2022 Mazda2 Hybrid Is A Rebadged Toyota Yaris For Europe

Mazda officially revealed the Mazda2 Hybrid, a rebadged Toyota Yaris for European markets. A self-charging supermini hybrid supermini, the Mazda2 Hybrid will be made available beginning in spring 2022.

We already knew that Mazda was preparing its own version of the Toyota Yaris Hybrid from last year’s reports as well as a camouflaged prototype that was spotted a few months ago. We were expecting the Yaris to look identical, but without the badges. Although the Mazda emblem looks different to the Toyota’s oval-shaped version, designers managed to integrate it seamlessly without having any body panels changed. As for the interior, the only thing that differs from the Yaris are the Mazda badge and the Mazda2 text on the floor mats.

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The model is based on the TNGA-B architecture measuring 3,940 mm (155.1 inches) long with a 2,550 mm (100.4 inches) wheelbase.

Toyota’s latest self-charging hybrid powertrain produces a combined 114 HP (85 kW / 116 PS) and 169 Nm (125 lb-ft) of torque. It consists of an 1,490cc engine with 91 horsepower (68 kW/92 PS), and an electric motor that produces 79 HP (59 kW/80 PS). The motor is connected to the front wheels. A second motor charges the battery pack. This latter charges through energy regeneration, which is achieved by deceleration. It also allows the supermini’s to run for extended periods in EV mode.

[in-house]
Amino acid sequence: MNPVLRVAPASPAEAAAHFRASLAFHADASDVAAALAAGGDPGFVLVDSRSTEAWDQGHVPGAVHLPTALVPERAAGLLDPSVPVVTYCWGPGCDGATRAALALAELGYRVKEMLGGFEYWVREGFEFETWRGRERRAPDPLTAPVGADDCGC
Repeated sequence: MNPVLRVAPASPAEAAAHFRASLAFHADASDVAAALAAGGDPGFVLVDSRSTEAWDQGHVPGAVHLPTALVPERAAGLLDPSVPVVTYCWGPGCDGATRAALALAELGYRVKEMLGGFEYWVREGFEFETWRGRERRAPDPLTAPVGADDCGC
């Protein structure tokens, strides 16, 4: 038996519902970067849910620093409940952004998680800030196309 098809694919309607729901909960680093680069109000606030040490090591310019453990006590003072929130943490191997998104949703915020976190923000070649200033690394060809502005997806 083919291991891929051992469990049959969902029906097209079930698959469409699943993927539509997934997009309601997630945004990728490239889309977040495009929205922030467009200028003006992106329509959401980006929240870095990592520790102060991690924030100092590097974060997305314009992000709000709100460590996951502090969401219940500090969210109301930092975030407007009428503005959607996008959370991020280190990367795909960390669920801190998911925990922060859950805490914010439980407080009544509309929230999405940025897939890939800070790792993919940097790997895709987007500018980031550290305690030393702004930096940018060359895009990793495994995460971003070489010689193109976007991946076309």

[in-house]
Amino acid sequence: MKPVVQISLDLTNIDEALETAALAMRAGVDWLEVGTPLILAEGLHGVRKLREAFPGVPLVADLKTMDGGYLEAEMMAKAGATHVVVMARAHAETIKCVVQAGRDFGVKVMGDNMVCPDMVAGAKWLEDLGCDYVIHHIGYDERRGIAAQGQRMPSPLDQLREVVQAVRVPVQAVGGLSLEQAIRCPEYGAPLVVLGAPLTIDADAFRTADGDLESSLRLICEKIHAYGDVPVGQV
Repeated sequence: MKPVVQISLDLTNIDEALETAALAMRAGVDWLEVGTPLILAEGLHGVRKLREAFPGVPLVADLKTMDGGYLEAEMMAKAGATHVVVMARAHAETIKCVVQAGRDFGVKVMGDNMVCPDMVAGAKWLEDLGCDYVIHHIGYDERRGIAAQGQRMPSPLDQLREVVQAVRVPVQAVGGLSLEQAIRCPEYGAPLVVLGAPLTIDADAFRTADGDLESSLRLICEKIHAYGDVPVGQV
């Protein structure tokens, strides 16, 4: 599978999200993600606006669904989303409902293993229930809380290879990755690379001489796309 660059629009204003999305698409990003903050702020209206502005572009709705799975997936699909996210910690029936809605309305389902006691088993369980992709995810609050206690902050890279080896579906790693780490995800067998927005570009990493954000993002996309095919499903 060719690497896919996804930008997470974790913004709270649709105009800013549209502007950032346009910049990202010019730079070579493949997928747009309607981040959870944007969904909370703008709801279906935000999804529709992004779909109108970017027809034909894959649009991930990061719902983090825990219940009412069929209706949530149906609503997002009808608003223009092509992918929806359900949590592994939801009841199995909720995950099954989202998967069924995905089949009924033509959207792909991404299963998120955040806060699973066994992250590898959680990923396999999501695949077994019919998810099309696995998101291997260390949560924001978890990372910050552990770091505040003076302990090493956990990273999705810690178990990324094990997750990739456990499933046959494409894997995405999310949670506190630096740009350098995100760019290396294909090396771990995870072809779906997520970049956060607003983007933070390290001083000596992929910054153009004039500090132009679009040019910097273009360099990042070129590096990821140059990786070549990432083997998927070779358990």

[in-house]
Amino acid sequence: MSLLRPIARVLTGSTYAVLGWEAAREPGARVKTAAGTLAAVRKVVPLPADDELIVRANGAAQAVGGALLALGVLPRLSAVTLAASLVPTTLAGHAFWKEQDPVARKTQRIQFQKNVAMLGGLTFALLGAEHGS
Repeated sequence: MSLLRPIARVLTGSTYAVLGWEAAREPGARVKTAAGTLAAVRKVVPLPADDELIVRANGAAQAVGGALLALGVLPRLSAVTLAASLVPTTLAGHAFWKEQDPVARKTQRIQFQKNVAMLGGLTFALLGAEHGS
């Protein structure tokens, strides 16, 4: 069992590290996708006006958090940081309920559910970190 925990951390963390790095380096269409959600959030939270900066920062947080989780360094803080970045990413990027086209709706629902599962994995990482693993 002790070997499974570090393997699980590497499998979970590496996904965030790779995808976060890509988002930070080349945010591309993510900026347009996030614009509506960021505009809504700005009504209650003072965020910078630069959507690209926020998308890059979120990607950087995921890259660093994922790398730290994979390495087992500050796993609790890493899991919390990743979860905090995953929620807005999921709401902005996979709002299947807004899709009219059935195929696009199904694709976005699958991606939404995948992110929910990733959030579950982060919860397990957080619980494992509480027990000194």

Mazda2 Hybrid is capable of accelerating from 0-100 km/h (62 mph in 9.7 seconds). But what’s more impressive, is its combined WLTP fuel efficiency which ranges between 3.8 and 4.0 lt/100km (74.3-70.6 mpg UK / 61-98.5 mpg US). The CO2 emissions are 87-93 g/km depending on whether the car is fitted with 15″ or 16″ wheels.

See Also: 2022 Mazda2 Gets A Handful Of Updates Down Under, Including New SP Variant

There are three levels of the Mazda2 Hybrid, named Pure, Agile, or Select. Mazda has never offered a fully hybrid vehicle in Europe, which also includes a number of mild hybrids as well as the MX-30. Mazda will use the rebadged model to help reduce its average fleet emissions in Europe, and also comply with strict regulations. Mazda claims it will reduce its corporate average CO2 emissions from well-towheel vehicles by half by 2030, and aim to achieve carbon neutrality before 2050.

Before you go harsh on Mazda, we should remind you that Toyota was offering a rebadged Mazda2 as the North-American Toyota Yaris between 2016 and 2020, so now the Japanese automakers can call it even. Another automaker using the same strategy is Suzuki, which is currently offering the Swace and the Across, which are rebadged versions of the Toyota Corolla Sport Tourer and the RAV4 respectively, in Europe.

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Author: Brandon Park